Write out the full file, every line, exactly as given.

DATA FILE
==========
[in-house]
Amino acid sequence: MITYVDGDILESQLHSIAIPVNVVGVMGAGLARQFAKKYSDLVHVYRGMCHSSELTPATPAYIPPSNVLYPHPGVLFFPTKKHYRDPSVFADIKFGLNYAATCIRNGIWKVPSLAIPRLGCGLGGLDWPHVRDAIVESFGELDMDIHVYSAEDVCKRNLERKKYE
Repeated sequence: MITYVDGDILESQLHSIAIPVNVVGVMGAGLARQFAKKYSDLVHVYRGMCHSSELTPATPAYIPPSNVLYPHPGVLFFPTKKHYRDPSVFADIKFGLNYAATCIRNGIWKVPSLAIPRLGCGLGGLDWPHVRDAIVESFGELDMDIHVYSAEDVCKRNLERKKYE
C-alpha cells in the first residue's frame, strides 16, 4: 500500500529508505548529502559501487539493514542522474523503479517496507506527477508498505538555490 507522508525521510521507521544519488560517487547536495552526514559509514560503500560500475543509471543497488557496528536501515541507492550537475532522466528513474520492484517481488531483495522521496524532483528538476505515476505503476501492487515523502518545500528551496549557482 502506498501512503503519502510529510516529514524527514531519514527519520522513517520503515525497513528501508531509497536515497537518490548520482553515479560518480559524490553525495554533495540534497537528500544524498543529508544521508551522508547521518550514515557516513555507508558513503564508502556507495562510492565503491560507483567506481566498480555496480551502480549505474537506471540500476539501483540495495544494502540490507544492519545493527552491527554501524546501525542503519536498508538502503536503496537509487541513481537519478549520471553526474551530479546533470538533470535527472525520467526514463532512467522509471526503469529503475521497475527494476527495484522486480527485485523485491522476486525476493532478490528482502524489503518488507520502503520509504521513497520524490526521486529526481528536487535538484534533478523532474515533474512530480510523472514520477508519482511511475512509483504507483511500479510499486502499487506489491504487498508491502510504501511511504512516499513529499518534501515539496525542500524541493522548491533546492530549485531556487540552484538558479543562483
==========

[in-house]
Amino acid sequence: MITYVDGDILESQLHSIAIPVNVVGVMGAGLARQFAKKYSDLVHVYRGMCHSSELTPATPAYIPPSNVLYPHPGVLFFPTKKHYRDPSVFADIKFGLNYAATCIRNGIWKVPSLAIPRLGCGLGGLDWPHVRDAIVESFGELDMDIHVYSAEDVCKRNLERKKYE
Repeated sequence: MITYVDGDILESQLHSIAIPVNVVGVMGAGLARQFAKKYSDLVHVYRGMCHSSELTPATPAYIPPSNVLYPHPGVLFFPTKKHYRDPSVFADIKFGLNYAATCIRNGIWKVPSLAIPRLGCGLGGLDWPHVRDAIVESFGELDMDIHVYSAEDVCKRNLERKKYE
C-alpha cells in the first residue's frame, strides 16, 4: 500500500529508505548529502559501487539493514542522474523503479517496507506527477508498505538555490 507522508525521510521507521544519488560517487547536495552526514559509514560503500560500475543509471543497488557496528536501515541507492550537475532522466528513474520492484517481488531483495522521496524532483528538476505515476505503476501492487515523502518545500528551496549557482 502506498501512503503519502510529510516529514524527514531519514527519520522513517520503515525497513528501508531509497536515497537518490548520482553515479560518480559524490553525495554533495540534497537528500544524498543529508544521508551522508547521518550514515557516513555507508558513503564508502556507495562510492565503491560507483567506481566498480555496480551502480549505474537506471540500476539501483540495495544494502540490507544492519545493527552491527554501524546501525542503519536498508538502503536503496537509487541513481537519478549520471553526474551530479546533470538533470535527472525520467526514463532512467522509471526503469529503475521497475527494476527495484522486480527485485523485491522476486525476493532478490528482502524489503518488507520502503520509504521513497520524490526521486529526481528536487535538484534533478523532474515533474512530480510523472514520477508519482511511475512509483504507483511500479510499486502499487506489491504487498508491502510504501511511504512516499513529499518534501515539496525542500524541493522548491533546492530549485531556487540552484538558479543562483